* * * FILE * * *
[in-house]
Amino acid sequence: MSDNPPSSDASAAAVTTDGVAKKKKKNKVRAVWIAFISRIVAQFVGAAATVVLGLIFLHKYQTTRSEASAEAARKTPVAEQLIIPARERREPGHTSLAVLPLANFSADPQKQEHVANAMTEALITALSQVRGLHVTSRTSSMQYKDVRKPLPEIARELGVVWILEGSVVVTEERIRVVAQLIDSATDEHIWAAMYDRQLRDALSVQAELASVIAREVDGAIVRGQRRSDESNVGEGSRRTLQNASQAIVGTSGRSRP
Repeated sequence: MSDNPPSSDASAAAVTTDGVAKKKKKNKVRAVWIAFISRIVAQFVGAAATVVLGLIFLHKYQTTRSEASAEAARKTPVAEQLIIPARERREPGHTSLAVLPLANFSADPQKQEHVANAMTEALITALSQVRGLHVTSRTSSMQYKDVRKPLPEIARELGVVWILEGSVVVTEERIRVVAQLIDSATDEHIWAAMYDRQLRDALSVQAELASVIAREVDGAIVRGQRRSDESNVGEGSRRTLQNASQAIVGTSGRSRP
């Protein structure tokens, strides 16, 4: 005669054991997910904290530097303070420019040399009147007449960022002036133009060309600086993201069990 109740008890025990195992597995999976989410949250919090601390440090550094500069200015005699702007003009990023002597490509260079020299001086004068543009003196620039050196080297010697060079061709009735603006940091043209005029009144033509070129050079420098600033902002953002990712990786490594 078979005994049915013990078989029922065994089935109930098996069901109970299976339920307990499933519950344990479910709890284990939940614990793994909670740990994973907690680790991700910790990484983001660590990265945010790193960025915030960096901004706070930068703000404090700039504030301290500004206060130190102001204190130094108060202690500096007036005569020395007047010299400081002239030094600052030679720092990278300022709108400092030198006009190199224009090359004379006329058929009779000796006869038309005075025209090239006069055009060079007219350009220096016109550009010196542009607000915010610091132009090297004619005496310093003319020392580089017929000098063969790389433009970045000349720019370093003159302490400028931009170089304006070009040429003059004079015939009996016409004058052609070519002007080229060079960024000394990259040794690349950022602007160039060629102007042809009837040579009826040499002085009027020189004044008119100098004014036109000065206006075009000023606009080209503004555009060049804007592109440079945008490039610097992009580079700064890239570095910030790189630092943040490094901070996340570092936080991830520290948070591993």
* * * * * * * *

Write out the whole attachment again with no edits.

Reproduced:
[in-house]
Amino acid sequence: MSDNPPSSDASAAAVTTDGVAKKKKKNKVRAVWIAFISRIVAQFVGAAATVVLGLIFLHKYQTTRSEASAEAARKTPVAEQLIIPARERREPGHTSLAVLPLANFSADPQKQEHVANAMTEALITALSQVRGLHVTSRTSSMQYKDVRKPLPEIARELGVVWILEGSVVVTEERIRVVAQLIDSATDEHIWAAMYDRQLRDALSVQAELASVIAREVDGAIVRGQRRSDESNVGEGSRRTLQNASQAIVGTSGRSRP
Repeated sequence: MSDNPPSSDASAAAVTTDGVAKKKKKNKVRAVWIAFISRIVAQFVGAAATVVLGLIFLHKYQTTRSEASAEAARKTPVAEQLIIPARERREPGHTSLAVLPLANFSADPQKQEHVANAMTEALITALSQVRGLHVTSRTSSMQYKDVRKPLPEIARELGVVWILEGSVVVTEERIRVVAQLIDSATDEHIWAAMYDRQLRDALSVQAELASVIAREVDGAIVRGQRRSDESNVGEGSRRTLQNASQAIVGTSGRSRP
């Protein structure tokens, strides 16, 4: 005669054991997910904290530097303070420019040399009147007449960022002036133009060309600086993201069990 109740008890025990195992597995999976989410949250919090601390440090550094500069200015005699702007003009990023002597490509260079020299001086004068543009003196620039050196080297010697060079061709009735603006940091043209005029009144033509070129050079420098600033902002953002990712990786490594 078979005994049915013990078989029922065994089935109930098996069901109970299976339920307990499933519950344990479910709890284990939940614990793994909670740990994973907690680790991700910790990484983001660590990265945010790193960025915030960096901004706070930068703000404090700039504030301290500004206060130190102001204190130094108060202690500096007036005569020395007047010299400081002239030094600052030679720092990278300022709108400092030198006009190199224009090359004379006329058929009779000796006869038309005075025209090239006069055009060079007219350009220096016109550009010196542009607000915010610091132009090297004619005496310093003319020392580089017929000098063969790389433009970045000349720019370093003159302490400028931009170089304006070009040429003059004079015939009996016409004058052609070519002007080229060079960024000394990259040794690349950022602007160039060629102007042809009837040579009826040499002085009027020189004044008119100098004014036109000065206006075009000023606009080209503004555009060049804007592109440079945008490039610097992009580079700064890239570095910030790189630092943040490094901070996340570092936080991830520290948070591993």